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Id: 118087
Status: resolved
Priority: 0/
Queue: version

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Owner: Nobody in particular
Requestors: ppisar [...] redhat.com
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Bug Information
Severity: (no value)
Broken in: 0.9917
Fixed in: (no value)



Subject: Parsing tainted strings in Perl 5.16.3
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May I have a question what's version attitude to parsing tainted strings? This code: #!/usr/bin/perl -Tw use version; $ENV{PATH}='/usr/bin'; $a=`echo 1.2.3`; chomp $a; print version->new($a), qq{\n}; works fine since perl v5.17.1-386-g4bac9ae (i.e. prints "1.2.3"), but with older perls (5.16.x and older) it either returns empty string (since version-0.9908) or croaks about "Invalid version format (non-numeric data)" (up to version-0.9907). (The change in version responsible for not croaking is mercurial commit efb44fbc6bd8 (Deal with certain tiedscalars (e.g. created by Readonly::XS).) Does not make sense for the version module to accept tainted input? If it does, would it be possible to change vutil.c so that it works even with perl 5.16 older? To make things more complicated, only the XS implementation is affected. The pure-perl version accepts tainted strings everywhere.
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On Mon Sep 26 11:18:40 2016, ppisar wrote: Show quoted text
> May I have a question what's version attitude to parsing tainted strings?
It wasn't initially written assuming that it was going to be a general-purpose version-parsing module that could cope with external data. I wrote it originally to handle assignments to $VERSION and then tests thereof. Now, 10 years down the road, I can see that was a very silly and short-sighted idea. If it is any good at parsing versions, of course someone would want to use it to read the output of some external script. What would you think if I just added a test and simply refused to touch tainted scalars (both to the XS and PP code)? That would put the onus on the user who chooses to run in taint mode to clean the values, which is my reading of good defensive coding. John
Subject: Re: [rt.cpan.org #118087] Parsing tainted strings in Perl 5.16.3
Date: Tue, 27 Sep 2016 07:32:56 +0200
To: John Peacock via RT <bug-version [...] rt.cpan.org>
From: Petr Pisar <ppisar [...] redhat.com>
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On Mon, Sep 26, 2016 at 07:56:29PM -0400, John Peacock via RT wrote: Show quoted text
> What would you think if I just added a test and simply refused to touch > tainted scalars (both to the XS and PP code)? That would put the onus on > the user who chooses to run in taint mode to clean the values, which is my > reading of good defensive coding. >
I think that's sane approach. Considering version stores the unparsed string for later use, one could end with a version object providing sometimes tainted and sometimes untainted values. Refusing tainted input completely makes the things simpler. -- Petr
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Subject: Re: [rt.cpan.org #118087] Parsing tainted strings in Perl 5.16.3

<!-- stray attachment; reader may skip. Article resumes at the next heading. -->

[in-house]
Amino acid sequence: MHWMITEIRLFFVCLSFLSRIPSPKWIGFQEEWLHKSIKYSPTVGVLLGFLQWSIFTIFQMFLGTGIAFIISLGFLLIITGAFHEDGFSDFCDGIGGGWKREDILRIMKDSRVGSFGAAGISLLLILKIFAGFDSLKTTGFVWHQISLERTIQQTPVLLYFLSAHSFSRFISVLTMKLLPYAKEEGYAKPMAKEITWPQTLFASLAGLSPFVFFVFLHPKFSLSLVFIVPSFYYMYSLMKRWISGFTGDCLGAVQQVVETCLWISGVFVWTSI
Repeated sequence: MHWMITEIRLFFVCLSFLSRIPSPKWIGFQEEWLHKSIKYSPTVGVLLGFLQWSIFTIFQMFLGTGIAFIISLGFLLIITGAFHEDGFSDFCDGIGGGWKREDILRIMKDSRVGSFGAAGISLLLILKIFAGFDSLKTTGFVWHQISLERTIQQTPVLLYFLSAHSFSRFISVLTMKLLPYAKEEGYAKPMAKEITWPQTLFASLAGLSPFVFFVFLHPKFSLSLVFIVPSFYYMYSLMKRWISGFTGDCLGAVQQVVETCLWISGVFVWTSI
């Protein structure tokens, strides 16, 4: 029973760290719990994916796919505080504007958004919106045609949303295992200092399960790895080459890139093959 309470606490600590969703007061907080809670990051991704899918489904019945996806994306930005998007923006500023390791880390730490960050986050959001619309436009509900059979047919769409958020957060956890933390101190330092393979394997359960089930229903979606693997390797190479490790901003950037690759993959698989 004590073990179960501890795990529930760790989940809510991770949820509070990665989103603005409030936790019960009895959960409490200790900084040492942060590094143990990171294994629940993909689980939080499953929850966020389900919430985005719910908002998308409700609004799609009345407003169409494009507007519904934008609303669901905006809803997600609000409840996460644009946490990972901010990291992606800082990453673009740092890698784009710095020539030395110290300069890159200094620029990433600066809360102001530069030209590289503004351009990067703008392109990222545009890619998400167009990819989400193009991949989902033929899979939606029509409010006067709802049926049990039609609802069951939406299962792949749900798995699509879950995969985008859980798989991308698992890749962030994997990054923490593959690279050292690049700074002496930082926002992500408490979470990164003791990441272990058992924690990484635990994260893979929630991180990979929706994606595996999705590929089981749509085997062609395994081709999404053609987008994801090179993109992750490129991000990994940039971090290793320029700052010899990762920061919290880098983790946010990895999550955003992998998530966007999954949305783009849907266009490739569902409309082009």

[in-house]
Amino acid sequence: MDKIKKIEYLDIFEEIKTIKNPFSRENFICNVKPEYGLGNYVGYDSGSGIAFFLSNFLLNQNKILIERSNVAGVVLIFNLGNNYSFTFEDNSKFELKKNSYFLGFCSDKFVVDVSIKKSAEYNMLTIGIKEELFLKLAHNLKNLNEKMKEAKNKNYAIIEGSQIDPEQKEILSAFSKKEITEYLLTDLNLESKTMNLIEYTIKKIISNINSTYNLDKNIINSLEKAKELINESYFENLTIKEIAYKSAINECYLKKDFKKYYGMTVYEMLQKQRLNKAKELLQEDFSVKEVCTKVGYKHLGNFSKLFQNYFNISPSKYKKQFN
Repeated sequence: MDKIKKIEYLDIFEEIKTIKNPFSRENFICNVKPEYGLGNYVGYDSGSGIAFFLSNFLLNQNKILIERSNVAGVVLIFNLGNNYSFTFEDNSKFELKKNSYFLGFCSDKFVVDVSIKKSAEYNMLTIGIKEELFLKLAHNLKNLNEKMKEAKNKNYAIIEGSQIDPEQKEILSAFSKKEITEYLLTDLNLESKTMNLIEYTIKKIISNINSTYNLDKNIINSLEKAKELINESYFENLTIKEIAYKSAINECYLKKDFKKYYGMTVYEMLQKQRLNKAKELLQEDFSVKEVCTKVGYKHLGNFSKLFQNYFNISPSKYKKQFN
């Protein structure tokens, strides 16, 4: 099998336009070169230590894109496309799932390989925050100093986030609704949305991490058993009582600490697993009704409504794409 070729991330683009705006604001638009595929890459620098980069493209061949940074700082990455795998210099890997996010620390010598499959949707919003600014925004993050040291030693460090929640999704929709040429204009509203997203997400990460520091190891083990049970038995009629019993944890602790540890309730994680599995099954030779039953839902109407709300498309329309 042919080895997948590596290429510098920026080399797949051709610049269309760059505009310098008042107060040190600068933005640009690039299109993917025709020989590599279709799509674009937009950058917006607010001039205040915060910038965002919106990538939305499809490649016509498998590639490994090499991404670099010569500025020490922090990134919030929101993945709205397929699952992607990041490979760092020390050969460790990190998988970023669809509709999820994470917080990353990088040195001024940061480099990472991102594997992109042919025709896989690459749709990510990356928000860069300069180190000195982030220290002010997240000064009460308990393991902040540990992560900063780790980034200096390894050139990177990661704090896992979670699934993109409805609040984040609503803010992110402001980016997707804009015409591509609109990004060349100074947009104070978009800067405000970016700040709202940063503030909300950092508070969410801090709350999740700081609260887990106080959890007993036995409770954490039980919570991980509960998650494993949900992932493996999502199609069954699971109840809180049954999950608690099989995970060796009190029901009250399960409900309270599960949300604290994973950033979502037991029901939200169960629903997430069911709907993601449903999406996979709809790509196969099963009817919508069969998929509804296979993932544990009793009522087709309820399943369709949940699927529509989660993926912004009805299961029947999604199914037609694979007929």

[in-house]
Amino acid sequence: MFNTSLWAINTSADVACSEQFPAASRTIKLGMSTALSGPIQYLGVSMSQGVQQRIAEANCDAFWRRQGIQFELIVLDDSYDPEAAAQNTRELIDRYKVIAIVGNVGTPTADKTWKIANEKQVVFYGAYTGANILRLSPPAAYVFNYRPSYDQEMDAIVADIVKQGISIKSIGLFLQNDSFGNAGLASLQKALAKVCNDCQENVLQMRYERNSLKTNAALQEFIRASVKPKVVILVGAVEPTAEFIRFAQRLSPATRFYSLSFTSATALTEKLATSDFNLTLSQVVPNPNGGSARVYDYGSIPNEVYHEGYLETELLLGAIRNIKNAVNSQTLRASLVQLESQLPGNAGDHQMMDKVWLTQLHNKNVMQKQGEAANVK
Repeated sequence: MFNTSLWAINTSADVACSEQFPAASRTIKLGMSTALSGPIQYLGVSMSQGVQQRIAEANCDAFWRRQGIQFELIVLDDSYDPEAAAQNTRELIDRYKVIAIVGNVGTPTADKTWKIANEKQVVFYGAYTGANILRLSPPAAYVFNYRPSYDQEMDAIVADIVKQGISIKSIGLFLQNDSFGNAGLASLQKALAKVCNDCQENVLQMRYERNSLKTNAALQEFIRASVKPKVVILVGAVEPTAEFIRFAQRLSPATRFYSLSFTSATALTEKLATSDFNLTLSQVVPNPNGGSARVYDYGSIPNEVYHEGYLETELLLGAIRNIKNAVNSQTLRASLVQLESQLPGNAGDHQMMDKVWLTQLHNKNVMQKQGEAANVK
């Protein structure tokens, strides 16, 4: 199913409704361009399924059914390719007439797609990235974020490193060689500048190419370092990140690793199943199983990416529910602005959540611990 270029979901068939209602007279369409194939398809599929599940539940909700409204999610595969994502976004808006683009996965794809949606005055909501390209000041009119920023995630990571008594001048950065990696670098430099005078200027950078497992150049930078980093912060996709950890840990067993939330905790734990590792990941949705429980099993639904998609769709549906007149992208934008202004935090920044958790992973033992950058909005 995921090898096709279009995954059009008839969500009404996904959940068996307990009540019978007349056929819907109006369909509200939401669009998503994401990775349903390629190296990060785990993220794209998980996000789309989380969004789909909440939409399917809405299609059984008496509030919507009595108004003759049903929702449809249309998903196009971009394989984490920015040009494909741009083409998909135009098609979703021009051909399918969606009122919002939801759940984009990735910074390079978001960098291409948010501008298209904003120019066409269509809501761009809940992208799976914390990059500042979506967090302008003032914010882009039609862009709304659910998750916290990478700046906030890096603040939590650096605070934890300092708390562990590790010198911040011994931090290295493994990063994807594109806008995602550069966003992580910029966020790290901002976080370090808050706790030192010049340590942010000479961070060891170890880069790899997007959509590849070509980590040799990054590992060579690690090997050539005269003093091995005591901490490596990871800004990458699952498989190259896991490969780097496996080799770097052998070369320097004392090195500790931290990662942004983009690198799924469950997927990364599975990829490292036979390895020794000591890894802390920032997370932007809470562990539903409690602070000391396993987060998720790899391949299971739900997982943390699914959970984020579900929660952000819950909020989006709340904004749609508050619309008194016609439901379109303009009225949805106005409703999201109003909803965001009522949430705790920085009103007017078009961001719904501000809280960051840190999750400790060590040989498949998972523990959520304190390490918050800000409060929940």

Date: Tue, 27 Sep 2016 08:51:15 +0200
To: John Peacock via RT <bug-version [...] rt.cpan.org>
From: Petr Pisar <ppisar [...] redhat.com>
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On Tue, Sep 27, 2016 at 07:32:56AM +0200, Petr Pisar wrote: Show quoted text
> On Mon, Sep 26, 2016 at 07:56:29PM -0400, John Peacock via RT wrote:
> > What would you think if I just added a test and simply refused to touch > > tainted scalars (both to the XS and PP code)? That would put the onus on > > the user who chooses to run in taint mode to clean the values, which is my > > reading of good defensive coding. > >
> I think that's sane approach.
On the other hand, version bundled with Perl does not contain XS variant, therefore banning tainted input in PP code will constitute a change. I don't know p5p's opinion. -- Petr
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From: ppisar [...] redhat.com
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Dne Po 26.zář.2016 11:18:40, ppisar napsal(a): Show quoted text
> May I have a question what's version attitude to parsing tainted > strings? >
I tried to go the opposite way and to add a support for tainted input on old perls. I did some tests with the tainted input and it actually looks like the version object works correctly on tainted values (comparison operators, etc.). The only issue is with stringification that returns undef. This is because Perl_vstringify2() checks for SvPOK(pv) only while the parsing Perl_upg_version2() function checks first for SvPOK(ver) and than falls back to SvPOKp(ver) on PERL_VERSION_LT(5,17,2). Adding the same fall-back logic into Perl_vstringify2(): --- a/vutil/vutil.c Wed Aug 03 06:36:04 2016 -0400 +++ b/vutil/vutil.c Tue Sep 27 15:26:16 2016 +0200 @@ -968,7 +968,11 @@ if (svp) { SV *pv; pv = *svp; - if ( SvPOK(pv) ) + if ( SvPOK(pv) +#if PERL_VERSION_LT(5,17,2) + || SvPOKp(pv) +#endif + ) return newSVsv(pv); else return &PL_sv_undef; allows to return the original string even if it's tainted. Moreover because newSVsv() is used for returning the duplicate, it preserves the taintness. What do you think?
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On Tue Sep 27 02:51:36 2016, ppisar wrote: Show quoted text
> On the other hand, version bundled with Perl does not contain XS variant,
Actually, the version code embedded in Perl itself is 100% equivalent to the XS code, so excluding tainted values in both PP and XS/C code would be consistent, whether you are using native Perl or the CPAN version.pm code. John
Will be resolved in 0.9918 (soonish)


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